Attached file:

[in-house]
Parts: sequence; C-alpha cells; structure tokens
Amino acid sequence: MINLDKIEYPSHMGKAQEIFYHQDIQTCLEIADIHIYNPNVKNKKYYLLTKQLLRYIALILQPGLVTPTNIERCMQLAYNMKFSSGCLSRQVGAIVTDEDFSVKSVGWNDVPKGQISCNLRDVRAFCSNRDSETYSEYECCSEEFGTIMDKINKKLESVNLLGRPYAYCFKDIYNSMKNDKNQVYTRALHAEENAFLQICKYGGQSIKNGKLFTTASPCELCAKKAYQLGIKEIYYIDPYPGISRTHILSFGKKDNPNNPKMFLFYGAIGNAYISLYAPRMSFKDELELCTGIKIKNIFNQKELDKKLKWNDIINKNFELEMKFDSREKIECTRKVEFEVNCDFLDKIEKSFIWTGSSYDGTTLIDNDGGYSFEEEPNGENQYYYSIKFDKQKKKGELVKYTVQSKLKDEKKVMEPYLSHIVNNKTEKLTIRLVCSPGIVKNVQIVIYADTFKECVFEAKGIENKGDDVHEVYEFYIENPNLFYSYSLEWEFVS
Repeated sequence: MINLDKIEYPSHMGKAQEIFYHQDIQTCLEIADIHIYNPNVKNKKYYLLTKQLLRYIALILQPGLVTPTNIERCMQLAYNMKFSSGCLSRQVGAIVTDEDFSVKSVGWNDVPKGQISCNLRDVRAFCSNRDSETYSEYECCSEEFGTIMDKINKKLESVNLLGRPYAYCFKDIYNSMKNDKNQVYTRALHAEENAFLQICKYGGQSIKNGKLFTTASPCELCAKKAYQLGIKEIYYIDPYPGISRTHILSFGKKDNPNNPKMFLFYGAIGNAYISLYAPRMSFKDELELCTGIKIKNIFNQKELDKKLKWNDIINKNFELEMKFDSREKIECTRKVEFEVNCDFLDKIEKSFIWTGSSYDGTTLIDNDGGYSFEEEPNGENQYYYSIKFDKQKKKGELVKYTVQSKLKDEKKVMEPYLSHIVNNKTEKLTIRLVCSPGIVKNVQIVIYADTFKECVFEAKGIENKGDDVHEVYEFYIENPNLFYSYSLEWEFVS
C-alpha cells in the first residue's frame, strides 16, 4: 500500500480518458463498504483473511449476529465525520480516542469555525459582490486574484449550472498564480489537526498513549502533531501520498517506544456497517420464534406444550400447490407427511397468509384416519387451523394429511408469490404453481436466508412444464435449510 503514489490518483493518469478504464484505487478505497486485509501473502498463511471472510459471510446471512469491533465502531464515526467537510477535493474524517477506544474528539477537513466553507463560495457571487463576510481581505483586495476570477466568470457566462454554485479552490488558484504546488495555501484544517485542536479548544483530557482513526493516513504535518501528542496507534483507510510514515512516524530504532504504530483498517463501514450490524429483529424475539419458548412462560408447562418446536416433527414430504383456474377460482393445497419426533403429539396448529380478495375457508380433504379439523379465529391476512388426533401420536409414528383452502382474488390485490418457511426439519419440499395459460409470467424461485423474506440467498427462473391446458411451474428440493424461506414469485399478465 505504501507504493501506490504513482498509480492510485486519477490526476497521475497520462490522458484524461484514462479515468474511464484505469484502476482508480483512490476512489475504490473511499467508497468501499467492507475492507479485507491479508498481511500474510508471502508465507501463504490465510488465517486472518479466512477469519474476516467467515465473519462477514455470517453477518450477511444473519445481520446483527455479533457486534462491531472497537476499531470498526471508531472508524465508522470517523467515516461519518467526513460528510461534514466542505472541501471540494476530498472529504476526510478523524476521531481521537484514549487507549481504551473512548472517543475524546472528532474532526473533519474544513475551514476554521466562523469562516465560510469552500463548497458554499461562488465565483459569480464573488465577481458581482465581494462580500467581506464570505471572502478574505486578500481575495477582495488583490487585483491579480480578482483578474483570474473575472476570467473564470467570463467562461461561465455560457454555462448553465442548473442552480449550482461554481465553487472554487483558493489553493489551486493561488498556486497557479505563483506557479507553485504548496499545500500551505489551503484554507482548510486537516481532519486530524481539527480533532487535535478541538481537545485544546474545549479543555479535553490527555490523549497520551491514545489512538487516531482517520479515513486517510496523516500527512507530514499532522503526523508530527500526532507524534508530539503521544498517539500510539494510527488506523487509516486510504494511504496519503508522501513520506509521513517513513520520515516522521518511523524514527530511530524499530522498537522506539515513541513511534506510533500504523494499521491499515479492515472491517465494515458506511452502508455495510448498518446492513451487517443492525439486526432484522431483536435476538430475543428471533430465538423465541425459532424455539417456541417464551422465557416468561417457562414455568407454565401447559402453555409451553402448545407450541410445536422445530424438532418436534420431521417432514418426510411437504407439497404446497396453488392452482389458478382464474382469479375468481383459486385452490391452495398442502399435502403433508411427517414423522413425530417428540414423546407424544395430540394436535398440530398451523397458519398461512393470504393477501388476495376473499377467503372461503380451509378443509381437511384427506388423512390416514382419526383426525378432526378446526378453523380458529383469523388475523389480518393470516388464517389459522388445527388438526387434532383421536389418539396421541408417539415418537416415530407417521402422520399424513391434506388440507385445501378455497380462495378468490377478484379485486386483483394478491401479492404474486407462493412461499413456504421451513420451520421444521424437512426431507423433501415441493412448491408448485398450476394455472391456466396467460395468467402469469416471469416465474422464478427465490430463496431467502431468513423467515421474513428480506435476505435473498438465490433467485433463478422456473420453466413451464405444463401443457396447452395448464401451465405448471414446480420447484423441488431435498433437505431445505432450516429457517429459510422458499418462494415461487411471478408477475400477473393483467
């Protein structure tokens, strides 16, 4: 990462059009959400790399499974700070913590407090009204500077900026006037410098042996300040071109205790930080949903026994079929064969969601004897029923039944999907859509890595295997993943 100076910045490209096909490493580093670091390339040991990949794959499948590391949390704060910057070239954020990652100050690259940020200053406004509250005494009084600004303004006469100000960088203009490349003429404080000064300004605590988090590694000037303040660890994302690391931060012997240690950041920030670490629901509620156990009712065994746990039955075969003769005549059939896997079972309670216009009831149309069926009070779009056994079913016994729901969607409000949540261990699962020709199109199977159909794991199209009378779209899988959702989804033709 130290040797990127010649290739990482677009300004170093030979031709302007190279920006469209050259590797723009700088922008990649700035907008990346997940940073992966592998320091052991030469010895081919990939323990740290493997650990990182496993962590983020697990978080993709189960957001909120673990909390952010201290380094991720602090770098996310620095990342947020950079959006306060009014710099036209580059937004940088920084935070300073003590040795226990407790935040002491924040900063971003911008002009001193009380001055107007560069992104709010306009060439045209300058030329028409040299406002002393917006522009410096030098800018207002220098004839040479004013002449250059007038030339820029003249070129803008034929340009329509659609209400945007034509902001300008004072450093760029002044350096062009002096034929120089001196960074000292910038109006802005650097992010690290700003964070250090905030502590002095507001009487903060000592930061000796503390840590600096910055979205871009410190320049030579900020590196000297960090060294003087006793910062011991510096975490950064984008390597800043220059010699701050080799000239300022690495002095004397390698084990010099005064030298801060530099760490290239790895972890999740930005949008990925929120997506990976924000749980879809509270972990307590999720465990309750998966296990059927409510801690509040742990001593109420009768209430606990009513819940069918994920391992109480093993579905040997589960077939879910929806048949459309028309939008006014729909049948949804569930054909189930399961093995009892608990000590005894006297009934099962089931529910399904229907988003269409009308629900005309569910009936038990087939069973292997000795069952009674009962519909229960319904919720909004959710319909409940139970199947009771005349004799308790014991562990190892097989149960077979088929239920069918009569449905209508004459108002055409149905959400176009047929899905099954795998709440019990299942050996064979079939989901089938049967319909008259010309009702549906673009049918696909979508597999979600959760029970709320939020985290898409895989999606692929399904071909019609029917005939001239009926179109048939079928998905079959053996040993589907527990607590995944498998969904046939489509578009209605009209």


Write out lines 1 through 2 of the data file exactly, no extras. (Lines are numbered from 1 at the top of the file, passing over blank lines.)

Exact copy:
[in-house]
Parts: sequence; C-alpha cells; structure tokens